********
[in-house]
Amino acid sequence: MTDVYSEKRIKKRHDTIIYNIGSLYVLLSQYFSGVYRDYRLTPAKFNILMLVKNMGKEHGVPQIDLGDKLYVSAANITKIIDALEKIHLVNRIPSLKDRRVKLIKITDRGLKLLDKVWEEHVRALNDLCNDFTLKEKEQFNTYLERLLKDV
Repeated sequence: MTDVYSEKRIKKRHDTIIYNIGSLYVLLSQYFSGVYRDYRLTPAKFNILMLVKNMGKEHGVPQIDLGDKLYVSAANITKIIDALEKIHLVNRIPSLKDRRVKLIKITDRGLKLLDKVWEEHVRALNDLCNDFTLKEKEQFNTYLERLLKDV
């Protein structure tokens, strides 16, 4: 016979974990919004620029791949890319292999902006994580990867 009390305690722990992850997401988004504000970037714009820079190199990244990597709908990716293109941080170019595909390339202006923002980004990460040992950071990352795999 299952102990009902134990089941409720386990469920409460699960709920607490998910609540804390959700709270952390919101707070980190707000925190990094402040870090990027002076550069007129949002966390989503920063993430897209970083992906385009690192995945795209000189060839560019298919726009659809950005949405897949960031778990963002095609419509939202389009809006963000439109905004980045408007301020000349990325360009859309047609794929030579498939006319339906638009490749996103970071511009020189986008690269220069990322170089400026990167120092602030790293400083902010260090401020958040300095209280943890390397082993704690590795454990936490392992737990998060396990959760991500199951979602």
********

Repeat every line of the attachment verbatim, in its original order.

[in-house]
Amino acid sequence: MTDVYSEKRIKKRHDTIIYNIGSLYVLLSQYFSGVYRDYRLTPAKFNILMLVKNMGKEHGVPQIDLGDKLYVSAANITKIIDALEKIHLVNRIPSLKDRRVKLIKITDRGLKLLDKVWEEHVRALNDLCNDFTLKEKEQFNTYLERLLKDV
Repeated sequence: MTDVYSEKRIKKRHDTIIYNIGSLYVLLSQYFSGVYRDYRLTPAKFNILMLVKNMGKEHGVPQIDLGDKLYVSAANITKIIDALEKIHLVNRIPSLKDRRVKLIKITDRGLKLLDKVWEEHVRALNDLCNDFTLKEKEQFNTYLERLLKDV
């Protein structure tokens, strides 16, 4: 016979974990919004620029791949890319292999902006994580990867 009390305690722990992850997401988004504000970037714009820079190199990244990597709908990716293109941080170019595909390339202006923002980004990460040992950071990352795999 299952102990009902134990089941409720386990469920409460699960709920607490998910609540804390959700709270952390919101707070980190707000925190990094402040870090990027002076550069007129949002966390989503920063993430897209970083992906385009690192995945795209000189060839560019298919726009659809950005949405897949960031778990963002095609419509939202389009809006963000439109905004980045408007301020000349990325360009859309047609794929030579498939006319339906638009490749996103970071511009020189986008690269220069990322170089400026990167120092602030790293400083902010260090401020958040300095209280943890390397082993704690590795454990936490392992737990998060396990959760991500199951979602």